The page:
My first visit to Brennan’s was last October when I was intorduced to Ron. His style was  all his own. Ron was running a smooth operation, commanding his crew with the simple nod of his head as to when to clear empty plates, refill drinks, and slow or speed up service. He controlled his tables as a conductor would his symphony orchestra. It wasn’t until I dined at Brennan’s a few months later for an event part of the Tennessee Williams festival that I realized how remarkable Ron’s service really was. I walked in, headed to the bar after saying hello to owner Teddy Brennan, and there was Ron. He walked up to me with a big smile and said, with a thick New Orleanian accent, “Chris, how ya ‘doin, welcome back. You want that Manhattan with Maker’s Mark right?” I said, “Yes, sir.” Ron merely glanced at the bartender and had my drink on the way.
         There’s something very special about dining at a restaurant where you are known by your first name and the second you walk through the door you are genuinely welcomed and have your drink prepared just the way you like without asking.  That's  not to say that I have never experienced a waiter who has remembered my drink of choice, but at Brennan’s it
just different.
         When we actually sat down to eat, Ron handed out menus to everyone but me. He leaned over my right shoulder and in a quiet voice said, “Chris, I got some nice crêpes filled with crabmeat, crawfish and some hollaindaise sauce. You want that?”
    I said, “Perfect, and what about for an entrée?”
    “Meat or fish?”
     “I got you,” and then he walked off. I knew I was in good hands.
    My dinner couldn’t be better and to top it off, Ron prepared us a tableside order of bananas Foster, and no body does it better than Brennan’s. A giant skillet appears over a low-lit flame while a mixture of butter, brown sugar and cinnamon begin to liquefy and turn sliced bananas from a pale yellow to a golden brown. Then Ron grabbed the attention of the table and said, “Y’all ready?” followed by the pouring of dark rum into the pan creating a fireball that rose up into the air and radiated a flash of heat throughout the dining room.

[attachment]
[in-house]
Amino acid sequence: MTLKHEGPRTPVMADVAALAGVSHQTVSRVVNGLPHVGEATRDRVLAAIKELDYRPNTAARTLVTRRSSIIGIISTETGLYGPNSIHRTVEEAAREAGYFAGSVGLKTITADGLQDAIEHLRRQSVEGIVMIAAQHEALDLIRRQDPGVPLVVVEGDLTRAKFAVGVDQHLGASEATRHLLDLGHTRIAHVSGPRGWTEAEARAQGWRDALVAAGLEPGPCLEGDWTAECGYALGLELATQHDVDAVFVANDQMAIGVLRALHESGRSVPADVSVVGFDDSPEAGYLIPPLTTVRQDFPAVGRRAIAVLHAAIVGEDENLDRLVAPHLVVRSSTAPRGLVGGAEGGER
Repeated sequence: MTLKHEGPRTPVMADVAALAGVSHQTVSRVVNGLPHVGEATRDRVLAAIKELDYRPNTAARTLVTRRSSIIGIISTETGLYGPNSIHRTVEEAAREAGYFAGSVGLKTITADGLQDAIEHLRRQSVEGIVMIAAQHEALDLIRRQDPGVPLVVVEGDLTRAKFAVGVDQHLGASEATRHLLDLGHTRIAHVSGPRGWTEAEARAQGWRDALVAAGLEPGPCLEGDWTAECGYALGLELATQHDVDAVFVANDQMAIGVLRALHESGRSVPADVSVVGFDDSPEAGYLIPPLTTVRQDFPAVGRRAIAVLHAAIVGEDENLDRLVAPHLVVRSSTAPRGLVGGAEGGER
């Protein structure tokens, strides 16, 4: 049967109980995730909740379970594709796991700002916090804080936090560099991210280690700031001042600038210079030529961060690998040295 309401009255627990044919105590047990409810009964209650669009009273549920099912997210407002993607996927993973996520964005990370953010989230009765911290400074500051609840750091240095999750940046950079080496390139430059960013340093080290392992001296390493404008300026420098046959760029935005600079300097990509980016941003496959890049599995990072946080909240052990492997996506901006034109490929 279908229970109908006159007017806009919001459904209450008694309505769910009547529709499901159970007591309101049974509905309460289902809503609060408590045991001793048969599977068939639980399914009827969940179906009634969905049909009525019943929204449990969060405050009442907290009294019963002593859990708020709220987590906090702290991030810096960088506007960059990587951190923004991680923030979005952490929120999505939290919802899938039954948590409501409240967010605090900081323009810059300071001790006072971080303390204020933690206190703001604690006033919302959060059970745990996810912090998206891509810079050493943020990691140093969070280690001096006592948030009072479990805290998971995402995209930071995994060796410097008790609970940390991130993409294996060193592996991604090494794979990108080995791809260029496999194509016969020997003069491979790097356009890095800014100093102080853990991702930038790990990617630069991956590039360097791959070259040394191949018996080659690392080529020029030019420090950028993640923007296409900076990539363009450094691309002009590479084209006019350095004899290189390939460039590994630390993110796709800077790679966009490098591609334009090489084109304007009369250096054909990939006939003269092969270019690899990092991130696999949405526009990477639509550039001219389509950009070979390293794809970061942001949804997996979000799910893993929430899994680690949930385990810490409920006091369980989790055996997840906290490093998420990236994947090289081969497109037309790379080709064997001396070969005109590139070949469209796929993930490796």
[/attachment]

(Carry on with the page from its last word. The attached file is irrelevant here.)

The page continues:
When our lovely evening came to an end, I stood up and said goodbye to my friend who said to me, “I’ll be here when you come back, see you soon Chris.” I walked out of Brennan’s into a warm spring night and strolled through the Quarter, savoring the realization that I had just been served by the best waiter in all of New Orleans. 

To contact Christopher Mariani send an email to

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In  New York, Louis Scala was arrested for allegedly selling illegal prescription drugs from his Lickety Split ice cream truck, bringing in more than $1 million in a year.  Scala is accused of selling more than 40,000 prescription oxycodone pills from his ice cream truck in  Staten Island borough and heading up a 30-person drug ring.  


After its staff walked out of the restaurant in NYC called  Gordon Ramsay at the London, Ramsay's website declared, "Neither Gordon Ramsay or [his company] GRH have any involvement with or responsibility for the operation of the restaurant, including anything to do with human resources, which is entirely the responsibility of the owners."


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My new book, How Italian Food Conquered the World (Palgrave Macmillan) is a rollicking history of the food culture of Italy and its ravenous embrace in the 21st century by the entire world. From ancient Rome to la dolce vita of post-war Italy, from Italian immigrant cooks to celebrity chefs, from pizzerias to high-class ristoranti, this chronicle of a culinary diaspora is as much about the world's changing tastes, prejudices,  and dietary fads as about our obsessions with culinary fashion and style.--John Mariani